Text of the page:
In the Gospels we often see Jesus teaching by way of parables. A parable is a short story, told by a teacher, to illuminate an important idea. This idea is intended to be obvious to the listeners. The story is an aid to the student. It helps him understand, remember, and act.
Note carefully that a parable illustrates one point. Remember Aesop’s fables? Same idea. There’s a one-sentence moral to the story. (The sentence might include a semi-colon)
An allegory is different from a parable – an allegory contains multiple elements, each having its own (non-obvious) meaning. In spite of what some scholars have claimed, Christ also used allegories*. But, each time an allegory appears in the Gospels, Jesus later explains it. One such example is in Mark 4. Jesus explains the allegory here.
Roman Catholic scholars, during the Middle Ages, began treating all of the parables in the Gospels as if they were allegories. Modern biblical scholarship has reverted to the earlier view that Jesus’ parables were simply parables.
What possessed “biblical scholars” to think that parables could be treated as allegories? Hah! I can’t read minds, especially of people who’ve been dead for over 500 years. But I do know that most people, most of the time, do things from self-interest. When a large number of people, over many years, all do something similar you can be pretty sure that’s the reason.
By treating parables as allegories, allegories that Jesus “forgot” to explain, scholars could make the Bible say whatever they wanted. Any idea they wished to convey they could, somehow, squeeze into one of the parables. That is handling the word of God deceitfully, no matter the motive.
It’s a good thing that the Christian church has rejected this dishonest methodology. We’d never do this anymore, would we?
Unfortunately, it seems that non-medieval biblical scholarship hasn’t made it into many pulpits. The “Christian preachers” of today are still treating the parables as allegories. The method is quite valuable to them: they can imagine a “doctrine” and then “prove” it by quoting Jesus’ words. It’s not surprising, then, that sincere Christian laymen don’t understand the purpose of parables. Constant repetition has convinced us that the allegorical method is the right one. I thought so, myself, for many years.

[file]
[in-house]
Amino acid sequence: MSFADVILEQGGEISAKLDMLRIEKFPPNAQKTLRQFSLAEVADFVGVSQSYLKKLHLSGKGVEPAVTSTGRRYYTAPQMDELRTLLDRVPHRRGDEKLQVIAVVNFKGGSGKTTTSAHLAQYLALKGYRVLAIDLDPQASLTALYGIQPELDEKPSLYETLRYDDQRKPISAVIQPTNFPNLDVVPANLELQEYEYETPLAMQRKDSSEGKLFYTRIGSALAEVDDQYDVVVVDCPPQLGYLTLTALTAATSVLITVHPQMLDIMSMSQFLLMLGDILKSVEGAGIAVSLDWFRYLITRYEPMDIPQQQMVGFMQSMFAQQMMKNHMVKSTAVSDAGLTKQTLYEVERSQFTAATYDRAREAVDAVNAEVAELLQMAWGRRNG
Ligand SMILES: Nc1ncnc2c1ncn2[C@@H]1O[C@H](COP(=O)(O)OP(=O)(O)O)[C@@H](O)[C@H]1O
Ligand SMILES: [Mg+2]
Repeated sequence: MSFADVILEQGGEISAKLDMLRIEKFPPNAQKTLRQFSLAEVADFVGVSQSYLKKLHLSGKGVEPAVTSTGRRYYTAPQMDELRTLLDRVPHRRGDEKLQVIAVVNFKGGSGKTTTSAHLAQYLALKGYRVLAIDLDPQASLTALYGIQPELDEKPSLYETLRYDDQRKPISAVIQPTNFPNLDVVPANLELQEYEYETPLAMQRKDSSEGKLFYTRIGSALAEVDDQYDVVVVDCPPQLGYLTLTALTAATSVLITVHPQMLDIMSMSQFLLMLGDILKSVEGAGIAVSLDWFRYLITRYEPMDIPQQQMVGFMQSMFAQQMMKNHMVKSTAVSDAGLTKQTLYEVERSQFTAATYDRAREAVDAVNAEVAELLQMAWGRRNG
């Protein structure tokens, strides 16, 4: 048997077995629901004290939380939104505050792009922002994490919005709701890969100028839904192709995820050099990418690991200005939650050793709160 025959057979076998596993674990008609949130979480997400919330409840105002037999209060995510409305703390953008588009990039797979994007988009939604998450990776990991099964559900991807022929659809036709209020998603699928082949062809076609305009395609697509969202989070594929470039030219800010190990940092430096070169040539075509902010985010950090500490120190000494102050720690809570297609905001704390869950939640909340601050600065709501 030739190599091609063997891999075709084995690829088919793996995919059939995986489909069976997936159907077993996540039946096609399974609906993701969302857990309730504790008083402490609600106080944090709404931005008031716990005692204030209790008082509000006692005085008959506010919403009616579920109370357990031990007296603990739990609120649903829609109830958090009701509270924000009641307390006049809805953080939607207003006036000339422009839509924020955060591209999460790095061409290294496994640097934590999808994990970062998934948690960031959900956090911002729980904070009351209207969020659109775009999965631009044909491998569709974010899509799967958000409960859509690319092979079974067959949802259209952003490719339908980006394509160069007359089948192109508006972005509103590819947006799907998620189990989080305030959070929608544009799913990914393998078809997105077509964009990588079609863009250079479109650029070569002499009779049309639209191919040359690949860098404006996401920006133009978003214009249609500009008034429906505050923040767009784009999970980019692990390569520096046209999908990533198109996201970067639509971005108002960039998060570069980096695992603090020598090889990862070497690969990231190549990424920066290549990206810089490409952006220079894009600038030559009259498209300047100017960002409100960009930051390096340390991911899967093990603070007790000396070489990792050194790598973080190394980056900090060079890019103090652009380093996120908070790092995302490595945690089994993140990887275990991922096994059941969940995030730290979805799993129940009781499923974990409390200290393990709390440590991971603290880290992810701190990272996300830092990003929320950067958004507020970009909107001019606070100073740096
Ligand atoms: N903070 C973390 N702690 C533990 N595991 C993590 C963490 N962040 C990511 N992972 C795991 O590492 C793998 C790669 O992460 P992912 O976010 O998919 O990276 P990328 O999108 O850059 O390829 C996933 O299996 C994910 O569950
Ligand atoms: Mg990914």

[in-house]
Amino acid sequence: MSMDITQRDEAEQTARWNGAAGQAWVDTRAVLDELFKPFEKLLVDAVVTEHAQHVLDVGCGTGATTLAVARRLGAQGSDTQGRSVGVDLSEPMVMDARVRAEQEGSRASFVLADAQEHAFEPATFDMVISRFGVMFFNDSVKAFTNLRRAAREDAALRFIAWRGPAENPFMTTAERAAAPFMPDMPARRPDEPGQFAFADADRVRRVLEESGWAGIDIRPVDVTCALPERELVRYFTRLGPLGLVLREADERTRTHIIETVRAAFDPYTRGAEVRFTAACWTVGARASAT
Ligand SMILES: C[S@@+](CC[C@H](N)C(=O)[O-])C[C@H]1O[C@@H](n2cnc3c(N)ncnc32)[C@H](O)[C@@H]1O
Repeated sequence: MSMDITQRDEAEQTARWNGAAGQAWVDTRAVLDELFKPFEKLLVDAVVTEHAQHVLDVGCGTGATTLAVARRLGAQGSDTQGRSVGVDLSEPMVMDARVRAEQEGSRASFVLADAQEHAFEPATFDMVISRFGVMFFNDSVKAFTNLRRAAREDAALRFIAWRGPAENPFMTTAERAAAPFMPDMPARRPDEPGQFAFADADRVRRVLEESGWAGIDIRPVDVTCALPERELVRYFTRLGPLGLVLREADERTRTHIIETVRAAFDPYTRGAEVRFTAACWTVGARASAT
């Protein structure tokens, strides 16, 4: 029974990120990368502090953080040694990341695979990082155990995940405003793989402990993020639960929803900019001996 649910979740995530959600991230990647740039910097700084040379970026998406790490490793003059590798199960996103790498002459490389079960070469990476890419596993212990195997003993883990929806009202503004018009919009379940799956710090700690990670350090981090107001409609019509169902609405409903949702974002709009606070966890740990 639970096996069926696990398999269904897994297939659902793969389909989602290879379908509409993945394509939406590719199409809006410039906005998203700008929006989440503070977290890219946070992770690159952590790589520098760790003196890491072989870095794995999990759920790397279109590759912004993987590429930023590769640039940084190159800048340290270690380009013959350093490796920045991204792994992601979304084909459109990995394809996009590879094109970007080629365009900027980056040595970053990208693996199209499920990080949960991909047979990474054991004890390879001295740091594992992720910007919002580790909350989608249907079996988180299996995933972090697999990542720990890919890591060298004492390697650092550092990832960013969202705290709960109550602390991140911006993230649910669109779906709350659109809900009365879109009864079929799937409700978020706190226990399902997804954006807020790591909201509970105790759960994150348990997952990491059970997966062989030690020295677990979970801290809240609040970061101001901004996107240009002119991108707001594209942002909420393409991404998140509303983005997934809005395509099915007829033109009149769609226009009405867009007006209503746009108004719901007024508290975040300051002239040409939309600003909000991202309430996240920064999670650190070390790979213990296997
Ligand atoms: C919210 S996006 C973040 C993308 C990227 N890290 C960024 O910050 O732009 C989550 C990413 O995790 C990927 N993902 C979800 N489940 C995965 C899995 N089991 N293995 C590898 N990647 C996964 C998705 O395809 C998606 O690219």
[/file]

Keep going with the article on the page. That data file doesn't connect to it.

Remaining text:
Because of this there was a certain parable that bothered me. A lot. Let’s read it.
Saying, There was in a city a judge, which feared not God, neither regarded man:
And there was a widow in that city; and she came unto him, saying, Avenge me of mine adversary.
And he would not for a while: but afterward he said within himself, Though I fear not God, nor regard man;
Yet because this widow troubleth me, I will avenge her, lest by her continual coming she weary me.
And the Lord [Jesus] said, Hear what the unjust judge saith.
When I tried to handle this parable as an allegory I became very confused. It seemed to say that God was very much like an unjust judge. He didn’t give a damn about anybody. God tried his best to ignore prayers. The only reason He finally does anything is because He gets tired of listening to us.
Can you see why I had problems with this little story? The allegorical interpretation contradicts many, many verses elsewhere in the Bible.
This story perfectly illustrates the proper way to handle a parable – Jesus’ words are nonsensical as an allegory. But I missed it. God even instructed Luke to write the “moral of the story” at both the beginning and the end. But I missed it. Maybe it’s just me – does anybody else occasionally feel stupid in God’s presence?
Here is the verse before the parable:
And he spake a parable unto them to this end, that men ought always to pray, and not to faint;
And here’s the following verse:
Luke 18:7, 8a
And shall not God avenge his own elect, which cry day and night unto him, though he bear long with them?
I tell you that he will avenge them speedily.
What’s the point of this parable? It’s simple. If you wouldn’t quit petitioning an unjust judge, why would you consider giving up on God?
Or, as the Bible puts it, “men ought always to pray, and not to faint.”
So, give your fainting couch to charity and keep praying.
*Why isn’t the word allegory (Greek allegoria) used in the Gospels? There’s a large body of evidence that these books were originally written in Aramaic and later translated to Greek. While I’m no expert on languages, I did check Aramaic and Syriac dictionaries. I found a word for parable but no separate word for allegory. Hmm…